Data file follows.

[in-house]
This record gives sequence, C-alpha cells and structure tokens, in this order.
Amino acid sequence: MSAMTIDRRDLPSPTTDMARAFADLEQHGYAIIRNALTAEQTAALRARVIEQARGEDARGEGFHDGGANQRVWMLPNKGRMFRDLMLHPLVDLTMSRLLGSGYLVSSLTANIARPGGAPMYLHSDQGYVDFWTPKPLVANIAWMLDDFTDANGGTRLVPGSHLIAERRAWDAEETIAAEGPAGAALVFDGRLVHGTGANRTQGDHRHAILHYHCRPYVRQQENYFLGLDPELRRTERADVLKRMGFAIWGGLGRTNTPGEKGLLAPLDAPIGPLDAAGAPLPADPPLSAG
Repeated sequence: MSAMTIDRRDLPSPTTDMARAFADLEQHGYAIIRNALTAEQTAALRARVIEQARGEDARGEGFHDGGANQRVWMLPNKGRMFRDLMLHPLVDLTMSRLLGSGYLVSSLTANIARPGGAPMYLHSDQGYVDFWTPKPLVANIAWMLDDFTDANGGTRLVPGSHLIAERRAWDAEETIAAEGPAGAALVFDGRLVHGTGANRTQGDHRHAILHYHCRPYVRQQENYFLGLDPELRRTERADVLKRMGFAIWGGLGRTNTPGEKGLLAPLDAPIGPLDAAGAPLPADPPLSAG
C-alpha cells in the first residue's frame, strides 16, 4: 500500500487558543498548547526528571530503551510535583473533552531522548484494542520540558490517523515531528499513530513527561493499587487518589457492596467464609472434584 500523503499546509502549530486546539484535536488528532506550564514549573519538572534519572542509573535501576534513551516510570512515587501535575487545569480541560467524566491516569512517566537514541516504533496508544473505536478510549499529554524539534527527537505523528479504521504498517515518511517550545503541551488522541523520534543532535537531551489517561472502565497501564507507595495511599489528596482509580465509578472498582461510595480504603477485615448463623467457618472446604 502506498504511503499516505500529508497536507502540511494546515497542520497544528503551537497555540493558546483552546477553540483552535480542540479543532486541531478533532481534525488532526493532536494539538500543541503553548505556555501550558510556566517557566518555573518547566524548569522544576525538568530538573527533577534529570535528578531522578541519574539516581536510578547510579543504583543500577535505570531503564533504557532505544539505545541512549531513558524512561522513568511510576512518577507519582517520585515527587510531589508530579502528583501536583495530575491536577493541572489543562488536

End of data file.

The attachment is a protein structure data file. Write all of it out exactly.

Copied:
[in-house]
This record gives sequence, C-alpha cells and structure tokens, in this order.
Amino acid sequence: MSAMTIDRRDLPSPTTDMARAFADLEQHGYAIIRNALTAEQTAALRARVIEQARGEDARGEGFHDGGANQRVWMLPNKGRMFRDLMLHPLVDLTMSRLLGSGYLVSSLTANIARPGGAPMYLHSDQGYVDFWTPKPLVANIAWMLDDFTDANGGTRLVPGSHLIAERRAWDAEETIAAEGPAGAALVFDGRLVHGTGANRTQGDHRHAILHYHCRPYVRQQENYFLGLDPELRRTERADVLKRMGFAIWGGLGRTNTPGEKGLLAPLDAPIGPLDAAGAPLPADPPLSAG
Repeated sequence: MSAMTIDRRDLPSPTTDMARAFADLEQHGYAIIRNALTAEQTAALRARVIEQARGEDARGEGFHDGGANQRVWMLPNKGRMFRDLMLHPLVDLTMSRLLGSGYLVSSLTANIARPGGAPMYLHSDQGYVDFWTPKPLVANIAWMLDDFTDANGGTRLVPGSHLIAERRAWDAEETIAAEGPAGAALVFDGRLVHGTGANRTQGDHRHAILHYHCRPYVRQQENYFLGLDPELRRTERADVLKRMGFAIWGGLGRTNTPGEKGLLAPLDAPIGPLDAAGAPLPADPPLSAG
C-alpha cells in the first residue's frame, strides 16, 4: 500500500487558543498548547526528571530503551510535583473533552531522548484494542520540558490517523515531528499513530513527561493499587487518589457492596467464609472434584 500523503499546509502549530486546539484535536488528532506550564514549573519538572534519572542509573535501576534513551516510570512515587501535575487545569480541560467524566491516569512517566537514541516504533496508544473505536478510549499529554524539534527527537505523528479504521504498517515518511517550545503541551488522541523520534543532535537531551489517561472502565497501564507507595495511599489528596482509580465509578472498582461510595480504603477485615448463623467457618472446604 502506498504511503499516505500529508497536507502540511494546515497542520497544528503551537497555540493558546483552546477553540483552535480542540479543532486541531478533532481534525488532526493532536494539538500543541503553548505556555501550558510556566517557566518555573518547566524548569522544576525538568530538573527533577534529570535528578531522578541519574539516581536510578547510579543504583543500577535505570531503564533504557532505544539505545541512549531513558524512561522513568511510576512518577507519582517520585515527587510531589508530579502528583501536583495530575491536577493541572489543562488536